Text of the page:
Tuesday, 4 May 2010

Maxi skirts

Maxi skirt, £97, Alexander Wang

Long skirts and dresses are starting to sweep across the pavements for spring/summer. At last – a trend that doesn’t appeal to just one per cent of the population. It’s not often that the whims of designers appeal this naturally to anyone aged over 18, but the maxi does not call for good legs/toned arms/tiny waists – or, indeed, anything at all really. And anything to get away from these ‘jeggings’ – the leggings pretending they're jeans. Seriously, what is everyone thinking? Whatever Grazia says, they are appalling. Hideous. There is not a single person that actually looks good in them. They make your legs look like sausages, whatever your shape. Surely in years to come they will be THE item that people are truly mortified to have worn in the belief that they were fashionable.

Maxi dress, £615, Balenciaga

Anyway, back to skirts. While a tiny percentage of the population have the legs to pull off a mini or teeny denim shorts the minute the sun comes out, many more of us, aware of what our legs actually look like in the light of day, look for something less bare, but cooler and low-key.

So it's good news that the maxi's having a moment. Designers from Cavalli to Lanvin, Erdem to Diane von Furstenberg has gone long and luxurious with their skirts this season; check out Balenciaga's silk racer-back maxi dress in black and white print (see above). In the spirit of laidback luxe, all the best labels have done a great maxi skirt or dress this season, including Rick Owens and Acne, Vanessa Bruno and L’Agence (check out their jersey maxi, £169 and dresses online and at Selfridges) and Vanessa Bruno – they've all done a great maxi skirt. Also on this bandwagon are The Row (designed by the Olsen twins), with a gorgeous fitted jersey dress. And one of the best buys has to be the T by Alexander Wang split jersey skirt (see top), a sexy twist on the look. All the best maxi skirts seem to be black, though H&M’s leopard-print maxi (14.99) and Topshop’s 18 quid jersey number in khaki are fun.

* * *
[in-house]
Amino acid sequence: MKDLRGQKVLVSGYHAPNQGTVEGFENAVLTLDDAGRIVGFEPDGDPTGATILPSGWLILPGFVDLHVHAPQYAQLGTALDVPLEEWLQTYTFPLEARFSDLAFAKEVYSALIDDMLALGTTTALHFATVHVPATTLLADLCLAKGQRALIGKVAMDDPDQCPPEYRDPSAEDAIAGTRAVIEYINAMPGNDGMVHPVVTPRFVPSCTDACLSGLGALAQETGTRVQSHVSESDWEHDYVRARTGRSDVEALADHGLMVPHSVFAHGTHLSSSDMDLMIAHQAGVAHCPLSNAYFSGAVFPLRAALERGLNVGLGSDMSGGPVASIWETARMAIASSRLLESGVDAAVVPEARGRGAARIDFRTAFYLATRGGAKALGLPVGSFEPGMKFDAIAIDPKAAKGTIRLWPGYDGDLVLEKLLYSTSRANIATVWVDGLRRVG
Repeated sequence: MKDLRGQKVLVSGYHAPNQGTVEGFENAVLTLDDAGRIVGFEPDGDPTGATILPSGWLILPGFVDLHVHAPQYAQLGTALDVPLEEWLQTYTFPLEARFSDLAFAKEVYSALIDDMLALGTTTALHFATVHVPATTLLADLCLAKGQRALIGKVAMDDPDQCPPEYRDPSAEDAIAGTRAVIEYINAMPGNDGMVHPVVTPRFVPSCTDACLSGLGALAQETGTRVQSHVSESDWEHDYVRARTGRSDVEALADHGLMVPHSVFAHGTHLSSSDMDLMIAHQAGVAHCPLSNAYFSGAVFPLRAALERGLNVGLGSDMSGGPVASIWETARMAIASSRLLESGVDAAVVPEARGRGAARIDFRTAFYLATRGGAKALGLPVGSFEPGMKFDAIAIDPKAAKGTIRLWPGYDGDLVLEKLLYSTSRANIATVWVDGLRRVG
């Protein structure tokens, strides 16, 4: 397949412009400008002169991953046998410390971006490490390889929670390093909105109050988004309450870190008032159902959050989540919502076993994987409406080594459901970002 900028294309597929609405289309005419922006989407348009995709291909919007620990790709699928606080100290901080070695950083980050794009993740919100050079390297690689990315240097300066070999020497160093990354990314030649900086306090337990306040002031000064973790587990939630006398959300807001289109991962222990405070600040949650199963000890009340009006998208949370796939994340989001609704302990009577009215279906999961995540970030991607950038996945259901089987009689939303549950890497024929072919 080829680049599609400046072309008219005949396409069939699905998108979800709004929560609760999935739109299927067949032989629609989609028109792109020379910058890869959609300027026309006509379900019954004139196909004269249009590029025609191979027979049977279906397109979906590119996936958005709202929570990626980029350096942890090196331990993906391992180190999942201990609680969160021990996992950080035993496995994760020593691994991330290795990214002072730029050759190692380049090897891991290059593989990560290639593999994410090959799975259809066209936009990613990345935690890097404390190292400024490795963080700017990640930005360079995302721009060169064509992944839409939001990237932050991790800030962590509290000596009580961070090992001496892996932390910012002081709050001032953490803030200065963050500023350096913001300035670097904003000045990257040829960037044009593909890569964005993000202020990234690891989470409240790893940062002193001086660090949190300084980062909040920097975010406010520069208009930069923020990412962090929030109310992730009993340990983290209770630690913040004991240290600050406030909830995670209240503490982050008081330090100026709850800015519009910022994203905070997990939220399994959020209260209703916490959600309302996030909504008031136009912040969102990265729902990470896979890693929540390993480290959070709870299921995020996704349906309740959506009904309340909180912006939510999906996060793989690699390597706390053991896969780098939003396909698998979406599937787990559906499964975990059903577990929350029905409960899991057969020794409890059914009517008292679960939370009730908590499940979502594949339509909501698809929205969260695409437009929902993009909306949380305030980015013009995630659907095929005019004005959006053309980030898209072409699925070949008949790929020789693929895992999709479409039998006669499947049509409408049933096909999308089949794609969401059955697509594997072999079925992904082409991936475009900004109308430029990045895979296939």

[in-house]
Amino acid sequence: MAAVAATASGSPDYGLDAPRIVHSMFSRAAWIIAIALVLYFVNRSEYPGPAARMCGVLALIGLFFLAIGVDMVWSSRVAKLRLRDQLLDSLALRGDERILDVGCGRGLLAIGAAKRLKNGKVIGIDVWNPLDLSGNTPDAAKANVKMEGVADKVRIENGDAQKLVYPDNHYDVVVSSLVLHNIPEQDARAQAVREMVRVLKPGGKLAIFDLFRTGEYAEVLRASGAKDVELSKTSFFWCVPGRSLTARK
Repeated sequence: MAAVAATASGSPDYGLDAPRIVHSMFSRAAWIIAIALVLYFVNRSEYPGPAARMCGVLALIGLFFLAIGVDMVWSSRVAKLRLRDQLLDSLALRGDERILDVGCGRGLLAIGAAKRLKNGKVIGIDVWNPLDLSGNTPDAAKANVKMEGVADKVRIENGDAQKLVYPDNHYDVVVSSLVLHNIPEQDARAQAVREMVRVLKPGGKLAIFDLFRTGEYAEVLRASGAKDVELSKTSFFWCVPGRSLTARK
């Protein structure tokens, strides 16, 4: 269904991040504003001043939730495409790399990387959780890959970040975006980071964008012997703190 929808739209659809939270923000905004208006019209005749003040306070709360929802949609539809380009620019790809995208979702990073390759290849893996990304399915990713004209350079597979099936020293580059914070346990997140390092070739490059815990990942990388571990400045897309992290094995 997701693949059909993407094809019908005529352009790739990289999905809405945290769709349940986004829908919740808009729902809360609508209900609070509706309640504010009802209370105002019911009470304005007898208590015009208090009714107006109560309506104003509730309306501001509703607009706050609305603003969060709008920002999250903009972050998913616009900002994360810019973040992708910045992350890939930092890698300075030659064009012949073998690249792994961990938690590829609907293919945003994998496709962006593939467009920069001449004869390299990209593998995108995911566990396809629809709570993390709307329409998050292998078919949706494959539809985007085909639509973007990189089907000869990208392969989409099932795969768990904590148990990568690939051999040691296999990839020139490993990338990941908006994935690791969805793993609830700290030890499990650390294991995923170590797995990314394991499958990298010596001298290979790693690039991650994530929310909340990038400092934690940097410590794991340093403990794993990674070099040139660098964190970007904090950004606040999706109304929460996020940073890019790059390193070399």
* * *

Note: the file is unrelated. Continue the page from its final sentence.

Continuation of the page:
I still have a floor-length silk Dries van Noten skirt in black I found at Whistles many years ago (remember when their main stores stocked the odd gem by designers too?). Silky and light as a feather, it can work with everything from a neat leather biker jacket and boots to dressier tops and heels for evening. Versatile, wearable – this trend’s got legs.

There’s another side to it, though. Stella McCartney’s billowing satin floral-print version has inspired a rash of followers and every high-street store seems to have wafty floral halterneck maxidresses in their windows just now. Which is fine if you have a holiday home in Hawaii or spend most of the year drifting around Ibiza, but acres of synthetic fabric is not going to do anyone any favours on the dirty rainy pavements of London/Dublin/Manchester…. It’s one thing to channel Jade Jagger or Talitha Getty, but quite another to end up looking like Nana Mouskouri. And many of these dresses are tiered, which makes things worse. While in Stella McCartney's hands this might look fabulous, in others it can move towards the meringue. And, rather than mask imperfections, a billowing dress will generally make the wearer look at least two dress sizes bigger. So go steady around those floral numbers.

No comments:

Post a Comment